Cruising is an indulgent pastime. Eating, drinking, shows are the order of each day. This one has daily visits to cities, but they are just tastes. At least the tastes are of impressive morsels: Hagia Sophia and Istanbul, Ephesus from Ishmir, Olympia, Dubrovnik, Bari, round trip out of Venice. We melt over the history and references: Europe meets Asia; Christianity moves from Rome to Constantinople; ancient games and studies; Roman empire threaded amongst it all. Just touches of things to revisit some time if time allows. Always leave something for next time. Just some pics.

02 September 2013

For Bill & Scott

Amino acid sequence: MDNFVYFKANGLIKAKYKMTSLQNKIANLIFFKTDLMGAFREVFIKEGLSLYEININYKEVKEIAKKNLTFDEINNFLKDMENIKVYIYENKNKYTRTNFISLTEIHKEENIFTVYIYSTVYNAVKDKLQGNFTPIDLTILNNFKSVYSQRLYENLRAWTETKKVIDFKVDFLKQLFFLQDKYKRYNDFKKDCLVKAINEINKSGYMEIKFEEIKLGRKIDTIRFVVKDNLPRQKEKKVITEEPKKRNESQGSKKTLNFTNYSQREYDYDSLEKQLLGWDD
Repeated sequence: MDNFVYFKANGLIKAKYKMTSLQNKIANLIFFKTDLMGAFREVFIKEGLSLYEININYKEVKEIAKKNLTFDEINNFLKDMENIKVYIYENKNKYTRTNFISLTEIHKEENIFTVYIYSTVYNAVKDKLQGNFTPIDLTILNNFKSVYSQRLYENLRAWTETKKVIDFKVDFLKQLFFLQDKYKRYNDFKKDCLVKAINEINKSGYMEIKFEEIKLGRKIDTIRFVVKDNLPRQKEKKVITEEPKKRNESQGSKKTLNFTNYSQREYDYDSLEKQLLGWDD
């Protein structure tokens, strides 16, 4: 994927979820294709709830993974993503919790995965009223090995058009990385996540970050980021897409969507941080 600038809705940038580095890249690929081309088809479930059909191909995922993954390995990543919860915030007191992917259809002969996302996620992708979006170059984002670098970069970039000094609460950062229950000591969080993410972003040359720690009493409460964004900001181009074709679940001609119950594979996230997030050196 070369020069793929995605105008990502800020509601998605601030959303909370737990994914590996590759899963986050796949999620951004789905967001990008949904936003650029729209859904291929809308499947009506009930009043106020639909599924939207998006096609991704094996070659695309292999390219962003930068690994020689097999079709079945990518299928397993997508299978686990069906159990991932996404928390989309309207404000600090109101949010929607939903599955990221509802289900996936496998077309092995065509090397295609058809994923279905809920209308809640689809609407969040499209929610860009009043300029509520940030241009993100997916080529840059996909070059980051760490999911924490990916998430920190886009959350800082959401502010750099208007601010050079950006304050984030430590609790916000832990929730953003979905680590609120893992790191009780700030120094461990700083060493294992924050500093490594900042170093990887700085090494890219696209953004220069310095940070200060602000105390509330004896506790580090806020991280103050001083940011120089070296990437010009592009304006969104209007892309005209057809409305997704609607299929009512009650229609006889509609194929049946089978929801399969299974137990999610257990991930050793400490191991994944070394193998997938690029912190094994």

This was a Prom concert, but of a different hue. Gareth Williams and Dave Green played a respectful revisit to the Bill Evans / Scott LaFaro songbook for the Out to lunch series at the Cadogan Hall. The Cadogan Hall is the home for the London Philharmonic but this was actually in the café which was an intimate and appropriate venue. It was standing room only when I arrived, and it was nice that you could stand: no-one turned away. Drinks and food available. Victorian columns and stained glass, but this was a good jazz venue. Largish, relaxed and well attended. I also noticed that this was a different crowd from the beautiful and very obviously wealthy inhabitants around Sloane Square. This is Belgravia and replete with Mercedes and model-beauties and suits and Harrods and the Saatchi Gallery. But it’s also attended by this dressed down crowd and the delightful Holy Trinity Anglican church, “cathedral of the Arts & Crafts movement” (see some pics below).